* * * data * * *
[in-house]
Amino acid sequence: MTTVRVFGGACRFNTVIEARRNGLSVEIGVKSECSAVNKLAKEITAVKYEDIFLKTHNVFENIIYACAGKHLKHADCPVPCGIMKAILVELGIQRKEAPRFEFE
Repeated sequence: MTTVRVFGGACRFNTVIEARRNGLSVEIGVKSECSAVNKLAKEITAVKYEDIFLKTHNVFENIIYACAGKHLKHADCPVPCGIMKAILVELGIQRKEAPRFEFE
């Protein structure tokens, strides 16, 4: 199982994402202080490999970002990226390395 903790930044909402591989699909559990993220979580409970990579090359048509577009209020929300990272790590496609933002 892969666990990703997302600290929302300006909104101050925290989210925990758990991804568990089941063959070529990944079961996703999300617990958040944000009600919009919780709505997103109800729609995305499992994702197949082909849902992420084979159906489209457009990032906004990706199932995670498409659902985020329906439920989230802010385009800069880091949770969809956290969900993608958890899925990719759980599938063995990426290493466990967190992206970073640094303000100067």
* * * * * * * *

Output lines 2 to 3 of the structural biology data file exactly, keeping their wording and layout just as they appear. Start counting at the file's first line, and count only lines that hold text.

Amino acid sequence: MTTVRVFGGACRFNTVIEARRNGLSVEIGVKSECSAVNKLAKEITAVKYEDIFLKTHNVFENIIYACAGKHLKHADCPVPCGIMKAILVELGIQRKEAPRFEFE
Repeated sequence: MTTVRVFGGACRFNTVIEARRNGLSVEIGVKSECSAVNKLAKEITAVKYEDIFLKTHNVFENIIYACAGKHLKHADCPVPCGIMKAILVELGIQRKEAPRFEFE